because given how easy it is to access content on the user side there's no other way to do it feasibly. You can take the tv remote away from your kids, and that only turns the TV off. Tablets, pcs and so on are general-purpose computers with plenty of workarounds, it's extremely hard practically to stop kids from accessing content that they can technically access without greatly diminishing the value of the device or service.
Content creators, who are not intending to target children with their videos, are taking steps to ensure they're not ensnared by the onerous definitions the FTC has given for "children's content." The FTC has indeed explicitly said that the content creators, not YouTube, are responsible for flagging their videos as "for kids," and the content creators are personally liable to pay a $40,000 fine if the FTC thinks they made a mistake . So videos where adults dress up in costumes, producing videos for other adults, but that a kid might like? Yeah, they don't wear those costumes anymore, because the FTC might consider it targeted-to-kids.
Meanwhile, actual garbage aimed specifically at children, like Elsa-gate and animated shorts with instructions for viewers to commit suicide, go untargeted by this non-fix.
As I understand it, if he marks his videos as being for kids, they end up effectively demonetized and comments aren't allowed. If he doesn't mark them as being for kids, he's at risk of massive fines. If he marks them as adults-only (or just starts swearing or the like), they're also effectively demonetized.
Guess this explains all the push by a lot of creators towards Patreon and the like - the simple solution is to have your videos on YouTube marked as for kids, but to push for people to support you on Patreon to get access to discussions, a channel-specific Discord, etc. for the kinds of things that would previously be in comments.
Edit: Oh, and no notifications when new kid-friendly content is posted, so if you want notifications 'Support me on Patreon'
The blog post from Google mentions no longer serving personalized ads, which sure is much less effective, but it's still monetization.
In a weird coincidence my SO told me a few minutes ago about how Youtube is cruel right now by showing her DisneyWorld ads. It's clearly happening because she watched a bunch of "Into the unknown" video clip from Frozen 2 recently.
It made me question 2 things, do they already implemented theses changes, because to me, any content from Frozen 2 is targeting kids, but more importantly does the COPPA thing apply to ads.
If it does apply to ads, any Disney ads are clearly targeting children, so any decision to show theses based on tracking should point toward tracking that target children.
we need good decentralized platforms, no?
That would be a combination of "get us in trouble and you're in it too" and "as you can see Your Honor, we've made strong attempts to enforce keeping children out of the community."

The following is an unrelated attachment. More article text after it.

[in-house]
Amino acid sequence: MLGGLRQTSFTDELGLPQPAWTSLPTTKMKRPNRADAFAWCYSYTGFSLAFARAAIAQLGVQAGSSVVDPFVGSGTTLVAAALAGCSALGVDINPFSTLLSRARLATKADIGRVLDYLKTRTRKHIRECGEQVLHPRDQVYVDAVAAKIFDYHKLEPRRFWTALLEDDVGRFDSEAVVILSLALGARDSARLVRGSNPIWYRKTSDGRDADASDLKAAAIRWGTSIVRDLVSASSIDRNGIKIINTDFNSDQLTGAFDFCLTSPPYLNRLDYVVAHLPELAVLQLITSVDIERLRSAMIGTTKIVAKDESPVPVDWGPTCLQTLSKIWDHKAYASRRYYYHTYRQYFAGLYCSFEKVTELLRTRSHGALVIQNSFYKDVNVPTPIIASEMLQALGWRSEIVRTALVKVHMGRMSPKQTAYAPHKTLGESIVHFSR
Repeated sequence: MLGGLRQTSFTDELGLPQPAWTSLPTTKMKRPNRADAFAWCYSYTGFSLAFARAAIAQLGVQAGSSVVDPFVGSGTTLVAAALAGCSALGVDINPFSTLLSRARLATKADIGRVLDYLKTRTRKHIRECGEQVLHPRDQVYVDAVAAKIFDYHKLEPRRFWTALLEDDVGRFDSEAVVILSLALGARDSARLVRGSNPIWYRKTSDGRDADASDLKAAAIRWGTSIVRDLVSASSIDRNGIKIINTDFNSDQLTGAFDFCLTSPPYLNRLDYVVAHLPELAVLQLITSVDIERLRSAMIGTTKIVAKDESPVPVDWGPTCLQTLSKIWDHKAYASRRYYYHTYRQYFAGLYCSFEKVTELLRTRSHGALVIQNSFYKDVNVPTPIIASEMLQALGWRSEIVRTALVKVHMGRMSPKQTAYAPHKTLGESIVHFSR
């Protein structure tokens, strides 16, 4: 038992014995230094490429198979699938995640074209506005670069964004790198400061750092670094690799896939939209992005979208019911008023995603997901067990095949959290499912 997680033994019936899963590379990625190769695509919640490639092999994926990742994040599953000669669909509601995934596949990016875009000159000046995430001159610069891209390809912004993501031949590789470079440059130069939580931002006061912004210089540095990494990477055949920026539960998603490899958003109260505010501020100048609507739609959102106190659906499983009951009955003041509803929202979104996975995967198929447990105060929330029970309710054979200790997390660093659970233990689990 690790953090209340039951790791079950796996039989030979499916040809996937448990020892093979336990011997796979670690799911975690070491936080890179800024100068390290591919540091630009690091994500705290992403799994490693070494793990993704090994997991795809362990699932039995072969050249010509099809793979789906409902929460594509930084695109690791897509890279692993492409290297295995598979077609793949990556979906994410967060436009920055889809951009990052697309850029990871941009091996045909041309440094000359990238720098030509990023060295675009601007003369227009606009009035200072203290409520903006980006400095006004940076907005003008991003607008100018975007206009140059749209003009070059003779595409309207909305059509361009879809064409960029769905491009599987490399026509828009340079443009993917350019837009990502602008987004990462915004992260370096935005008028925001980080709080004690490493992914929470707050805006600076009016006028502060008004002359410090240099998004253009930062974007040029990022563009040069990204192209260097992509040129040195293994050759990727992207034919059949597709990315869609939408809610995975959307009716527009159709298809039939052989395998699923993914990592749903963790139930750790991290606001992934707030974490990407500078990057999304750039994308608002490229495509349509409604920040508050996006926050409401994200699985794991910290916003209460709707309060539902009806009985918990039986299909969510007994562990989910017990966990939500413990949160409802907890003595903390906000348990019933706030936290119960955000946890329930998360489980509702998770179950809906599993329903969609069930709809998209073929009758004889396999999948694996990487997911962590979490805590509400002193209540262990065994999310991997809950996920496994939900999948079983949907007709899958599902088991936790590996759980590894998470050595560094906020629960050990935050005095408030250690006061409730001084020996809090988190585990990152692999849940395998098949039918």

to replace youtube, it'd have to be both decentralized video delivery, discovery, social as well as decentralized monetization -- which i think could be patreon style or mayyyybe some sort of ad delivery.
not sure what legal ramfications would be exactly, but i certainly hope we aren't in a place were otherwise-valid enterprises would be banned unless you could (impossibly) prove kids weren't using it.
(also there have historically been lots of people making $ off providing targeted-to-kids content (toy unboxing, slime videos, tasting candy, &c), and it's not clear to me that's a bad thing...?)
 The number of creators I've heard get within a few days or a week of permanently losing their account because of some weird combination of things and only got it back because a friend of a friend, not their official YT liaison even, was able to find out what was wrong and how they needed to fix it.
How about RSS? Each channel has RSS, and iirc it has only failed once (as in, a few days with no updates even though there were new videos) in the last 4-5 years. I don't use Youtube's system for following channels anymore, I just have a YouTube 'subscriptions' category on my feedly.
"Have your viewers use RSS for notifications" is going to work as well as telling them to have all their viewers use Opera or IE.
Can you clarify on this? So, you're saying that the FTC will punish content creators who _don't_ flag content as "for children" if it winds up being "targeted-to-children" via some subjective notion regardless?
Those videos wouldn't show up on YT Kids, correct? So they're not going to show up for kids anyway...right? That sounds like the way things should work.
In the Ars video, the FTC chairman says the following (16:30):
> "On the Internet though, you don't know who your users are. So what the COPPA rule more specifically does, is, 'where the content is directed to children, we are presuming the users are 12 and under.' [...] If however you are a general-audience platform like Youtube, you don't know what the content necessarily on your platform is. [...] That's what we mean when we talk about strict-liability for content creators."